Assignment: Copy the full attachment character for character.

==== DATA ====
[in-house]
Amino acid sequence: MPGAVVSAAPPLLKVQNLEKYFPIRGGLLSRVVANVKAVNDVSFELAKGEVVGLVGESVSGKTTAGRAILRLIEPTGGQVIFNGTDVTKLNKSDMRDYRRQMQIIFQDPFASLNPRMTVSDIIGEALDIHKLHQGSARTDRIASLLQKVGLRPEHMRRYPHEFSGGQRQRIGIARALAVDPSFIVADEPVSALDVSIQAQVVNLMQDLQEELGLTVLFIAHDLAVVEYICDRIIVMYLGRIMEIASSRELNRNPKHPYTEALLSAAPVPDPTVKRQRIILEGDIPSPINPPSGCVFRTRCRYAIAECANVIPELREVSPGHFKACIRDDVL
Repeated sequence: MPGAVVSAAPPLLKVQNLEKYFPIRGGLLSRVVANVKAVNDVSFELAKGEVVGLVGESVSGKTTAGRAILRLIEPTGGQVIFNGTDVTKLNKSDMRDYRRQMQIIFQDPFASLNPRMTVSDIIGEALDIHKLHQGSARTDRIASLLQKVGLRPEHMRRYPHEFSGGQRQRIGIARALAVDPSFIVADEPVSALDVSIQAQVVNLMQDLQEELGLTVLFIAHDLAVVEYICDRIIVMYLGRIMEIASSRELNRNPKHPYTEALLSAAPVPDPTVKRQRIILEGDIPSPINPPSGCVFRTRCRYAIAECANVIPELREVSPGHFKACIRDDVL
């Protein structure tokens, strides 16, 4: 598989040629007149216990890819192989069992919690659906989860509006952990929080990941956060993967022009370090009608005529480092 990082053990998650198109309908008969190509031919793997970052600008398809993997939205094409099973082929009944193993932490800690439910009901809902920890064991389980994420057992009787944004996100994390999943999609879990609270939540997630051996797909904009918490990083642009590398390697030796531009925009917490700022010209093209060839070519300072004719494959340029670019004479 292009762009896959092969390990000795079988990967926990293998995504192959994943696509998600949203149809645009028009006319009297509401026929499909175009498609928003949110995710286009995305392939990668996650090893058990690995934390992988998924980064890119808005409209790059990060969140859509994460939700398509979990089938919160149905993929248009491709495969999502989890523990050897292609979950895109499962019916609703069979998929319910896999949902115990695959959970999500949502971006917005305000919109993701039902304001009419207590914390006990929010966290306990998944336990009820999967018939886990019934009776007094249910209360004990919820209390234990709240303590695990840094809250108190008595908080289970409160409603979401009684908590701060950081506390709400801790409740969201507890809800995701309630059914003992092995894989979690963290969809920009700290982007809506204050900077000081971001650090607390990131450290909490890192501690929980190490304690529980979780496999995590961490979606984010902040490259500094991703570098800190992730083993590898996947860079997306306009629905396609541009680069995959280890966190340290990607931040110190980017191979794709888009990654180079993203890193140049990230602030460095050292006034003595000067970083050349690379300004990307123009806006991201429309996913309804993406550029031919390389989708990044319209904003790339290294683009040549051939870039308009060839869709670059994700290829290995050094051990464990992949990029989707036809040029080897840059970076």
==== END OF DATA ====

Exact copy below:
[in-house]
Amino acid sequence: MPGAVVSAAPPLLKVQNLEKYFPIRGGLLSRVVANVKAVNDVSFELAKGEVVGLVGESVSGKTTAGRAILRLIEPTGGQVIFNGTDVTKLNKSDMRDYRRQMQIIFQDPFASLNPRMTVSDIIGEALDIHKLHQGSARTDRIASLLQKVGLRPEHMRRYPHEFSGGQRQRIGIARALAVDPSFIVADEPVSALDVSIQAQVVNLMQDLQEELGLTVLFIAHDLAVVEYICDRIIVMYLGRIMEIASSRELNRNPKHPYTEALLSAAPVPDPTVKRQRIILEGDIPSPINPPSGCVFRTRCRYAIAECANVIPELREVSPGHFKACIRDDVL
Repeated sequence: MPGAVVSAAPPLLKVQNLEKYFPIRGGLLSRVVANVKAVNDVSFELAKGEVVGLVGESVSGKTTAGRAILRLIEPTGGQVIFNGTDVTKLNKSDMRDYRRQMQIIFQDPFASLNPRMTVSDIIGEALDIHKLHQGSARTDRIASLLQKVGLRPEHMRRYPHEFSGGQRQRIGIARALAVDPSFIVADEPVSALDVSIQAQVVNLMQDLQEELGLTVLFIAHDLAVVEYICDRIIVMYLGRIMEIASSRELNRNPKHPYTEALLSAAPVPDPTVKRQRIILEGDIPSPINPPSGCVFRTRCRYAIAECANVIPELREVSPGHFKACIRDDVL
């Protein structure tokens, strides 16, 4: 598989040629007149216990890819192989069992919690659906989860509006952990929080990941956060993967022009370090009608005529480092 990082053990998650198109309908008969190509031919793997970052600008398809993997939205094409099973082929009944193993932490800690439910009901809902920890064991389980994420057992009787944004996100994390999943999609879990609270939540997630051996797909904009918490990083642009590398390697030796531009925009917490700022010209093209060839070519300072004719494959340029670019004479 292009762009896959092969390990000795079988990967926990293998995504192959994943696509998600949203149809645009028009006319009297509401026929499909175009498609928003949110995710286009995305392939990668996650090893058990690995934390992988998924980064890119808005409209790059990060969140859509994460939700398509979990089938919160149905993929248009491709495969999502989890523990050897292609979950895109499962019916609703069979998929319910896999949902115990695959959970999500949502971006917005305000919109993701039902304001009419207590914390006990929010966290306990998944336990009820999967018939886990019934009776007094249910209360004990919820209390234990709240303590695990840094809250108190008595908080289970409160409603979401009684908590701060950081506390709400801790409740969201507890809800995701309630059914003992092995894989979690963290969809920009700290982007809506204050900077000081971001650090607390990131450290909490890192501690929980190490304690529980979780496999995590961490979606984010902040490259500094991703570098800190992730083993590898996947860079997306306009629905396609541009680069995959280890966190340290990607931040110190980017191979794709888009990654180079993203890193140049990230602030460095050292006034003595000067970083050349690379300004990307123009806006991201429309996913309804993406550029031919390389989708990044319209904003790339290294683009040549051939870039308009060839869709670059994700290829290995050094051990464990992949990029989707036809040029080897840059970076």